Pediatric Meningitis: Signs and Symptoms (Nursing)

by Elizabeth Stone, PHD, RN, CPEN, CHSE, FAEN

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    00:00 Alright, let's talk about the common signs and symptoms of meningitis and some of the more subtle signs and symptoms you may see in children. As with most signs and symptoms, the signs and symptoms of meningitis vary a lot based on age and the type of meningitis.

    00:19 The neonates that are at quite high risk for meningitis because they have some unique ways they can actually obtain it from the mother, for example, can also be the most challenging to assess. And this is partially because of their subtle signs of illness and also obviously they are non-verbal and can't tell you how they're feeling. It's very important to understand how signs and symptoms of illness in general manifest in a neonate. Also, bacterial versus viral meningitis present in different ways. Bacterial meningitis will generally have more pronounced symptoms. The viral forms will have some of the same symptoms, but generally a lot more mild. Alright, let's talk about a neonate and how they may present if they have meningitis. They will likely have pretty subtle signs and symptoms of meningitis similar to if they have another serious illness or infection. They sometimes just present with decreased feeding or refusing feedings. They may have a fever but they may not. They may be lethargic or they may be very irritable and inconsolable. Their cry may be different, might be very weak, for example.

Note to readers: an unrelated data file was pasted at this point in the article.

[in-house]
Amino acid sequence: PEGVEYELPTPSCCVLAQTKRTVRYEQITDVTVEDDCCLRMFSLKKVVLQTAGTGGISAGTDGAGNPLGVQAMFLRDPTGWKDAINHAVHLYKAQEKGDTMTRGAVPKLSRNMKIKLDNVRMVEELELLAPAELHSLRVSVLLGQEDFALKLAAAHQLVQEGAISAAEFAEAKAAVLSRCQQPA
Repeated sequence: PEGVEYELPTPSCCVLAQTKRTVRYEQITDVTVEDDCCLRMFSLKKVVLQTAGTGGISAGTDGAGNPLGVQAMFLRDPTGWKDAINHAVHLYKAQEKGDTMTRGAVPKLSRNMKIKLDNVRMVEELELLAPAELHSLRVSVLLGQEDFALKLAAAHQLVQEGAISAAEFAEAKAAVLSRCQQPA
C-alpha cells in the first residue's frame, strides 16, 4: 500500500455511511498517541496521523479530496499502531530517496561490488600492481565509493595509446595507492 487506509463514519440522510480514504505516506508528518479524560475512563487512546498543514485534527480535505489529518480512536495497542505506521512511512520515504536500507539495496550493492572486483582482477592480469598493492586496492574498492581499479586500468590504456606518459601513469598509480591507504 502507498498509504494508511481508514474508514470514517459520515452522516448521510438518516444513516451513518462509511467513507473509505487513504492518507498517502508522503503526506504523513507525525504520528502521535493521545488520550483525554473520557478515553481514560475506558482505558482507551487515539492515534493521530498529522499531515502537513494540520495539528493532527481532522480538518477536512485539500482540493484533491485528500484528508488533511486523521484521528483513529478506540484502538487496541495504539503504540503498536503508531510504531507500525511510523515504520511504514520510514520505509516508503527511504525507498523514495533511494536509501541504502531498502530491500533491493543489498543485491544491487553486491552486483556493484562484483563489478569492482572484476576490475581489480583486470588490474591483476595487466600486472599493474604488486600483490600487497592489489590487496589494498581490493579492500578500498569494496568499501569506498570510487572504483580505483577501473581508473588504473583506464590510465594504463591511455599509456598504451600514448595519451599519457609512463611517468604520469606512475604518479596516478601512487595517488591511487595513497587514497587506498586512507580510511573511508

01:30 Their neck is probably still going to be soft and supple rather than stiff as you may expect in older child. The neonate may have an abnormal fontanelle finding so it's super important that you include that fontanelle assessment in a neonate especially if you are suspecting meningitis. So, those abnormal findings could include just a fullness, a tenseness or a bulging fontanelle. All which could indicate excess CSF build-up or increased intracranial pressure. And finally, the neonate could have seizure activity which may or may not have been identified as such at home because their seizures are so much more subtle than the seizures of older children.